The present work investigate the effect of droplets entrainment on critical gas velocity, using the liquid film reversal model from Barnea (1986), Luo et al. (2014) and Shekhar et al. (2017). Especial attention was given to the onset of liquid loading in gas well. Experimental and field data were considered for model evaluation. Field data were taken from published data (Turner et al., 1969, Belfroid et al., 2008 and Veeken et al., 2010). Experiments were performed at the multiphase laboratory (EPT-NTNU) in an upward inclinable pipe. The test section was 6 m long and 60 mm ID. Inclination angles varied from 30 ? to 70 ? from horizontal. The fluids used were air and water. Measurements included fluid velocities and reversal point. High-speed video cameras were used to record the flow regime transition (slug to annular) present in the system. Prediction using the film reversal models revealed that the model over-estimate the critical gas velocity compared to results where entrainment is neglected.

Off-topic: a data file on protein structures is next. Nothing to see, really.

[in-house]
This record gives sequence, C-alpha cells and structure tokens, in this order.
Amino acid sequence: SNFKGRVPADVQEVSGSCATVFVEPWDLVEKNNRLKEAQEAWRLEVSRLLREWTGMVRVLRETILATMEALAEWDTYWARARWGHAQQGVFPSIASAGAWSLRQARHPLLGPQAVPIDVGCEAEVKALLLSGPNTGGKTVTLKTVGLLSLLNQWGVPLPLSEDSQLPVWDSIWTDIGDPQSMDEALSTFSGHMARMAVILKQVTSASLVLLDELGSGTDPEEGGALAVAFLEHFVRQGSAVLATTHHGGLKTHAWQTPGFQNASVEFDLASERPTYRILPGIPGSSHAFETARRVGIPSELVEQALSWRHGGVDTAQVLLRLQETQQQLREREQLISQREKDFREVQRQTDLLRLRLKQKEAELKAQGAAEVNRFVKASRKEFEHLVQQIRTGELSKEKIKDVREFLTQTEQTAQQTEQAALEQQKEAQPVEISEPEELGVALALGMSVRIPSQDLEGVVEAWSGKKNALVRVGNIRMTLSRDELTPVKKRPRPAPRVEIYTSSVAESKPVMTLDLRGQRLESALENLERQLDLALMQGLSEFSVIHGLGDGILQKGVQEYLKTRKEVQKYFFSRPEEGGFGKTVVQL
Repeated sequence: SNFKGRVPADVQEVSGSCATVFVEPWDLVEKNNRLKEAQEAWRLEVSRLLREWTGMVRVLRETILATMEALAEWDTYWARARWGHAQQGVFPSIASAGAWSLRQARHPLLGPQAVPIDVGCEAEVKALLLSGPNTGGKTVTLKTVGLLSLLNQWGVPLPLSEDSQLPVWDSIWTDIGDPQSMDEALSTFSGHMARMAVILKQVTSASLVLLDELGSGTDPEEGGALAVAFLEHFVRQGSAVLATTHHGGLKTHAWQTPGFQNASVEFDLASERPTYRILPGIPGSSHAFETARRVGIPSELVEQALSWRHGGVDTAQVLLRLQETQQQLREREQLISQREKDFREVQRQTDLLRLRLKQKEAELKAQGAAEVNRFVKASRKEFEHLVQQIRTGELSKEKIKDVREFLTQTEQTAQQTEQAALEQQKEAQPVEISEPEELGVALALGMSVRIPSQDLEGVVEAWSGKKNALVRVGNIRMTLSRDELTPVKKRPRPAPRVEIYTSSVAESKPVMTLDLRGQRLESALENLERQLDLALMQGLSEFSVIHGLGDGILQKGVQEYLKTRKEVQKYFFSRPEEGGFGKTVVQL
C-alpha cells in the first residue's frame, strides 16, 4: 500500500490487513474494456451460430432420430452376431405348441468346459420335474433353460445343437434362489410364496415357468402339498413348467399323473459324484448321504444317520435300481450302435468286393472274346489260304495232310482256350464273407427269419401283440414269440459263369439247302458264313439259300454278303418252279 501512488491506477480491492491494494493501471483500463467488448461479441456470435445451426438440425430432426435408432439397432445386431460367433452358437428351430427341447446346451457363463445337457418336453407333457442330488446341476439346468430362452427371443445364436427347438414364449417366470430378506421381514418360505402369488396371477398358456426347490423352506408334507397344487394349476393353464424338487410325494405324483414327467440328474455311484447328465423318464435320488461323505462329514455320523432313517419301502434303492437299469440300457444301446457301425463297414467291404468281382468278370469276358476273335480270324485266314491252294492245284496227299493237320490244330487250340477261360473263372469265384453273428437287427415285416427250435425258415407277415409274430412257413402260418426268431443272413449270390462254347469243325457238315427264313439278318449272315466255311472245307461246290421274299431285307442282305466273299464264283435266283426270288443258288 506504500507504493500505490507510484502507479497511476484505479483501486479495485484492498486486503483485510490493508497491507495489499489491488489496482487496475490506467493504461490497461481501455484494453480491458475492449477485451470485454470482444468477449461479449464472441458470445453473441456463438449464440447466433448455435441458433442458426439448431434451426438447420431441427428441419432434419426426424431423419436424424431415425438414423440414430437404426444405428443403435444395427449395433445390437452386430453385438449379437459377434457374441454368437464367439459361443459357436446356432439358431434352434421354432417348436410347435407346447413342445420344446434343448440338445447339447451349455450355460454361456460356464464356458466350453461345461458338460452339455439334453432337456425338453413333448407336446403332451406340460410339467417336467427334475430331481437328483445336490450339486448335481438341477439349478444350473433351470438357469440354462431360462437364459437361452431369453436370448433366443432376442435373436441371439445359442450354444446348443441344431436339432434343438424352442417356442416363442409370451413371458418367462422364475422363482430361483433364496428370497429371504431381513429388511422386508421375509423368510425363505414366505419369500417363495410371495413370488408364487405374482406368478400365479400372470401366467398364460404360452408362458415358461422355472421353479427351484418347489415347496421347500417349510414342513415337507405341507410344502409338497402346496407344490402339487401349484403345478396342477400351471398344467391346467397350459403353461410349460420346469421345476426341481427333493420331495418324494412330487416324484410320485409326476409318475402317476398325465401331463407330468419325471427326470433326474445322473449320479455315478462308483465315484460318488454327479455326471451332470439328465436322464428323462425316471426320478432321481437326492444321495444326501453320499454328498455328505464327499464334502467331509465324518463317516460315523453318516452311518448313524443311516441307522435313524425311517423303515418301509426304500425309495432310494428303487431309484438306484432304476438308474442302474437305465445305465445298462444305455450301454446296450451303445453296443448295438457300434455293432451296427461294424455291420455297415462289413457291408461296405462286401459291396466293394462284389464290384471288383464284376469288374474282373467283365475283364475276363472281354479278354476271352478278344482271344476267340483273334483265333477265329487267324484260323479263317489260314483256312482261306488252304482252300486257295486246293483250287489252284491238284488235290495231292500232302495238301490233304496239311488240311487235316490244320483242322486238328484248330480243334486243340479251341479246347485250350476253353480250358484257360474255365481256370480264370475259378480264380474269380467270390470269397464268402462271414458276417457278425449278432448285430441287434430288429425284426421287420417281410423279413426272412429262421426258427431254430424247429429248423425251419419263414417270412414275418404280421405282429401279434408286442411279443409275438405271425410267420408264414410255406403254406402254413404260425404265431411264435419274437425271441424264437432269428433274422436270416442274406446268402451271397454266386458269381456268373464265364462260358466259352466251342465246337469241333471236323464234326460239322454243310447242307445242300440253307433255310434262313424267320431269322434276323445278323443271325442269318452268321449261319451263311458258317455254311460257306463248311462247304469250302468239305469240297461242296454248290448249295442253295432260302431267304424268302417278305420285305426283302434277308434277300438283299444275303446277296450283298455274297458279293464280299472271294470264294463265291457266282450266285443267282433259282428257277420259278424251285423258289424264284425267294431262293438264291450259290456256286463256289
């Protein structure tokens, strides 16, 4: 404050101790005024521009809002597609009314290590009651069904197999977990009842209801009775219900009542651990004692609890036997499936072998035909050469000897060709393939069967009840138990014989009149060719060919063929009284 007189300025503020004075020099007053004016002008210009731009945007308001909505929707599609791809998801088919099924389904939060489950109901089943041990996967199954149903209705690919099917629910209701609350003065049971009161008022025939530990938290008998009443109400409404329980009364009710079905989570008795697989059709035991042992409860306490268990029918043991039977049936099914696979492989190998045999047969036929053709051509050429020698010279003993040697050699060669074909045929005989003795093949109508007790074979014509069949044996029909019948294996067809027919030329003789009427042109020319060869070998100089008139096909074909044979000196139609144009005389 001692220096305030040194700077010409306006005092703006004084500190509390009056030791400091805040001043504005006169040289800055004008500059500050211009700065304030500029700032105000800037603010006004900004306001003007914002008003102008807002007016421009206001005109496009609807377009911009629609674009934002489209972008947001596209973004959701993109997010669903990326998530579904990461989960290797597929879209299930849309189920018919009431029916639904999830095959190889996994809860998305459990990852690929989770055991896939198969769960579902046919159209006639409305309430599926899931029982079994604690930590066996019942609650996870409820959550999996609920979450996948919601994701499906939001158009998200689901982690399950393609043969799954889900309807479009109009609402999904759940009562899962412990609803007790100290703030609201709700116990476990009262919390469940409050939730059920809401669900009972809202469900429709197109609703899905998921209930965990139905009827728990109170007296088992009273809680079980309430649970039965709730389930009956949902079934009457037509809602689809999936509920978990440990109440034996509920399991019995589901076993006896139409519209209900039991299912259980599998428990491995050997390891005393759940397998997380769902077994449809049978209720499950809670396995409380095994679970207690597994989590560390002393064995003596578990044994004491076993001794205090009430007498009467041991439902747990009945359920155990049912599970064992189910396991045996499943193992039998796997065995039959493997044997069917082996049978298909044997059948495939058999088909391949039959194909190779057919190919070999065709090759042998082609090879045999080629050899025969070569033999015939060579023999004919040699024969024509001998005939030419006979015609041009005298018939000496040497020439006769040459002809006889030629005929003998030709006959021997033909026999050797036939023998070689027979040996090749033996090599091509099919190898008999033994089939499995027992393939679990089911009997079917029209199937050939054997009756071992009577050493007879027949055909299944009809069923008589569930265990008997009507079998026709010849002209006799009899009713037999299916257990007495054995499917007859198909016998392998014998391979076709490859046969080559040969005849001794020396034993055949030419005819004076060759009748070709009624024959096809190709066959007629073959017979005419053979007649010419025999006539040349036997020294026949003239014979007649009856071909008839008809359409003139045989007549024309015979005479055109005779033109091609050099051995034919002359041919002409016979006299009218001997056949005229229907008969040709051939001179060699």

Most gas wells produce liquid as co-produced fluid during well production. Liquid flows along with the gas core as droplets or liquid film on the tubing wall. At the beginning of the production, the gas rate is sufficient to carry all the produced fluid to the surface. However, the declining on the reservoir pressure, the gas production rate decreases until the current gas velocity is insufficient to lift the liquid to the surface. Once this condition is establish, fraction of the liquid starts to flow counter-current to the gas core and accumulates at the bottom of the well, creating a static column of liquid. This accumulation causes backpressure against the formation, which affect the production capacity of the well, making the well produce at unstable flow condition. If the well keep producing at unstable condition, it may lead to a premature abandonment of the well or in some case to wrong well test calculations due to slugging or churning of the liquid.